“I’m still thinking of the 465 times per second rotation. How are we measuring that?”

Rotation speed is most simply determined by measuring the time between spikes in the received radio flux from the object. Rapid timescale photometry of the source at visual wavelengths and observations at other wavelengths can also be used.

uncledan
Member
uncledan
May 18, 2008 11:28 AM

Astrofiend,

Thanks for the reply; I did some more reading on these enigmatic objects. Fascinating.

Astrofiend
Member
Astrofiend
May 18, 2008 5:14 PM

No problem!

Debi-Lee Wilkinson
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Debi-Lee Wilkinson
May 19, 2008 12:54 PM
But it is an assumption that the rate of pulsation is only determined by the rate of rotation. This is an example of what annoys Henry. We can’t see it, so how can we say how it operates. We produce theories that give a coherent set of answers for enough cases that the theory becomes plausible. But, just like in the game of Simon Says, we start thinking we have the answers. What bothers me more about this, is that if the pulsar is more massive than the star (the article doesn’t say that but seems likely) why are we saying the pulsar is orbiting the visible star? As Steve pointed out, one doesn’t orbit the other, the… Read more »
Emission Nebula
Member
May 19, 2008 2:57 PM

Is it possible that a stellar mass black hole could be located somewhere towards where the two stars paths cross?

Astrofiend
Member
Astrofiend
May 19, 2008 7:04 PM
Debi-Lee Wilkinson Says: May 19th, 2008 at 12:54 pm “But it is an assumption that the rate of pulsation is only determined by the rate of rotation. This is an example of what annoys Henry. We can’t see it, so how can we say how it operates. We produce theories that give a coherent set of answers for enough cases that the theory becomes plausible. But, just like in the game of Simon Says, we start thinking we have the answers. ” Yes, when stating that the pulsar rotates 465 times per second, it is implied that this only holds if the theory on which the deduction is based is true. The reason it is stated as fact… Read more »
Ricky Diaz
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Ricky Diaz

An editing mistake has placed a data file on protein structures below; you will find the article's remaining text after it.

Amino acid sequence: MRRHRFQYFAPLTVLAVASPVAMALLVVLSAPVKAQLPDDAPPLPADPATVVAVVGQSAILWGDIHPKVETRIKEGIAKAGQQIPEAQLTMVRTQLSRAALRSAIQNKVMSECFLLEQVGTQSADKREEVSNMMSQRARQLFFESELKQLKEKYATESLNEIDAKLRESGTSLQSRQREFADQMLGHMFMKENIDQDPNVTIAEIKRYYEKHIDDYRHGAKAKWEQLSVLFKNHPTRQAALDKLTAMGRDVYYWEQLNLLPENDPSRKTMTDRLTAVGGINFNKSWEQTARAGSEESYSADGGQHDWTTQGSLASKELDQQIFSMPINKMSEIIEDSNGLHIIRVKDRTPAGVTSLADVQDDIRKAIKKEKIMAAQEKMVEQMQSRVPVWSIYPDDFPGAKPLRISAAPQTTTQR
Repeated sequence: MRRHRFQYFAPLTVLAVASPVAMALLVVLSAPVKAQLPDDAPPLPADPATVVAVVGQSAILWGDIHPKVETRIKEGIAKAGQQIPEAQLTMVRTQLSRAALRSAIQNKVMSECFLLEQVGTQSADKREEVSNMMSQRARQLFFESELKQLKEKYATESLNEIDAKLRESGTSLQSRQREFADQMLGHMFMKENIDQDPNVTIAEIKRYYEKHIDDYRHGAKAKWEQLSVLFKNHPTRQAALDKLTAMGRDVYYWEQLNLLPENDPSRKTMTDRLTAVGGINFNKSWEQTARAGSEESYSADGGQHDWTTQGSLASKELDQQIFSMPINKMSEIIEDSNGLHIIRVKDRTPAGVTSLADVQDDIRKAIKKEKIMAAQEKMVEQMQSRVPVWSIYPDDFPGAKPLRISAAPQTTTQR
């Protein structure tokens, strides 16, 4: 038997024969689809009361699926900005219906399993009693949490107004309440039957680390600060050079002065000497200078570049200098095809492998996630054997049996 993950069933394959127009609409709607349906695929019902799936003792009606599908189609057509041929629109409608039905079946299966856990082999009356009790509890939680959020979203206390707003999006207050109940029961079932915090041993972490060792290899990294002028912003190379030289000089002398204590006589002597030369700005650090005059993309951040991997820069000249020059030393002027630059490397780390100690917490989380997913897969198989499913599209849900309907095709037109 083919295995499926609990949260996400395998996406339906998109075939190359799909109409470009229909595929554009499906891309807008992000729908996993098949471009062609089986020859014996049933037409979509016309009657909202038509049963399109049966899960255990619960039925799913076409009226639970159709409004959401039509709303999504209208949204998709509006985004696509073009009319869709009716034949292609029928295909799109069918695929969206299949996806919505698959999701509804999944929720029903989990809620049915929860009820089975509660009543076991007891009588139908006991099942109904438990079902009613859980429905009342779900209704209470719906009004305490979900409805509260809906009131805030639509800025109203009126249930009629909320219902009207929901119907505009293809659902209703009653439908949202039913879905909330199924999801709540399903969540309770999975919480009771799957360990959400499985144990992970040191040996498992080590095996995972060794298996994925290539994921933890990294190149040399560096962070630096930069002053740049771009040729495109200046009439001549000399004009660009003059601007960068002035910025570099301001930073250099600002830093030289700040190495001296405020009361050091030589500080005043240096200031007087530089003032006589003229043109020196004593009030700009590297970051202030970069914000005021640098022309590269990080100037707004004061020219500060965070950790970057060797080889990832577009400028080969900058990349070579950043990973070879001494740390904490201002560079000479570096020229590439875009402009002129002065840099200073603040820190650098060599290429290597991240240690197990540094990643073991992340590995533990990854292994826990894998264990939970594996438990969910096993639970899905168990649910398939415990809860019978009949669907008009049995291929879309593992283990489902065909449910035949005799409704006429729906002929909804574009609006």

May 22, 2008 2:25 AM
I’m kind of confused about “Super-Sized Pulsar”. It doesn’t say anywhere the pulsar is unusually large. Do they just mean massive, like a magnetar? I also heard about the discovery of a triple planetary system around a pulsar. Wouldn’t the supernova be too powerful for matter to gather up and form planets less than a billion miles away? And wouldn’t the supernova destroy any planet orbiting it? Although the neutron star should pull their atmosphere, leaving only their cores, we can’t tell. There is also a planet around a neutron star white dwarf binary. And a planet around a triple star system, a quadruple star system, one around a brown dwarf, 1 that goes around it’s star is… Read more »
TROY
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TROY
June 25, 2008 10:26 AM

“Instead of saying ‘the pulsar is in orbit around a star’, we could say the more precise and accurate ‘the pulsar and star are both moving along spacetime geodesics that wrap around each other due to the warpage of spacetime caused by masses of each body in question’, but even this language is fairly non-technical and imprecise when it comes to physics.”

WHAT?

Your point exactly!!
The fact is that theories are created, proven and disproved all the time. That’s where the facination comes from.

465 RPS is unfathomable to me yet until disproven that’s the facts.

wpDiscuz